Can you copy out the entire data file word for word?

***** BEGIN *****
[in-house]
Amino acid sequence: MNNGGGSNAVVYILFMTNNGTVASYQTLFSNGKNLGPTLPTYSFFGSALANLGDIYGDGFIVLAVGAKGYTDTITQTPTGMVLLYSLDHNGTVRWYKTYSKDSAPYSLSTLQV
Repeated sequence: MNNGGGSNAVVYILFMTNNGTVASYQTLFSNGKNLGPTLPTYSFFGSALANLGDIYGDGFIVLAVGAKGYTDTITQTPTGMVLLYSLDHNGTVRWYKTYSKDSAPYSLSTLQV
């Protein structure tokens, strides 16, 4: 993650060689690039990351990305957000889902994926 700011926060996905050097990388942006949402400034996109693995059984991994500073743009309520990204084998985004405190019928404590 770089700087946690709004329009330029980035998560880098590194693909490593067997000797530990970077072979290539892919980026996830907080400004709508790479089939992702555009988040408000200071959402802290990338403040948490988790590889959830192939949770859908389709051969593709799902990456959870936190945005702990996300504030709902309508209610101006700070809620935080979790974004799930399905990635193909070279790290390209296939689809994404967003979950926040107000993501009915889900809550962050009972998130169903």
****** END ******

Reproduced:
[in-house]
Amino acid sequence: MNNGGGSNAVVYILFMTNNGTVASYQTLFSNGKNLGPTLPTYSFFGSALANLGDIYGDGFIVLAVGAKGYTDTITQTPTGMVLLYSLDHNGTVRWYKTYSKDSAPYSLSTLQV
Repeated sequence: MNNGGGSNAVVYILFMTNNGTVASYQTLFSNGKNLGPTLPTYSFFGSALANLGDIYGDGFIVLAVGAKGYTDTITQTPTGMVLLYSLDHNGTVRWYKTYSKDSAPYSLSTLQV
């Protein structure tokens, strides 16, 4: 993650060689690039990351990305957000889902994926 700011926060996905050097990388942006949402400034996109693995059984991994500073743009309520990204084998985004405190019928404590 770089700087946690709004329009330029980035998560880098590194693909490593067997000797530990970077072979290539892919980026996830907080400004709508790479089939992702555009988040408000200071959402802290990338403040948490988790590889959830192939949770859908389709051969593709799902990456959870936190945005702990996300504030709902309508209610101006700070809620935080979790974004799930399905990635193909070279790290390209296939689809994404967003979950926040107000993501009915889900809550962050009972998130169903």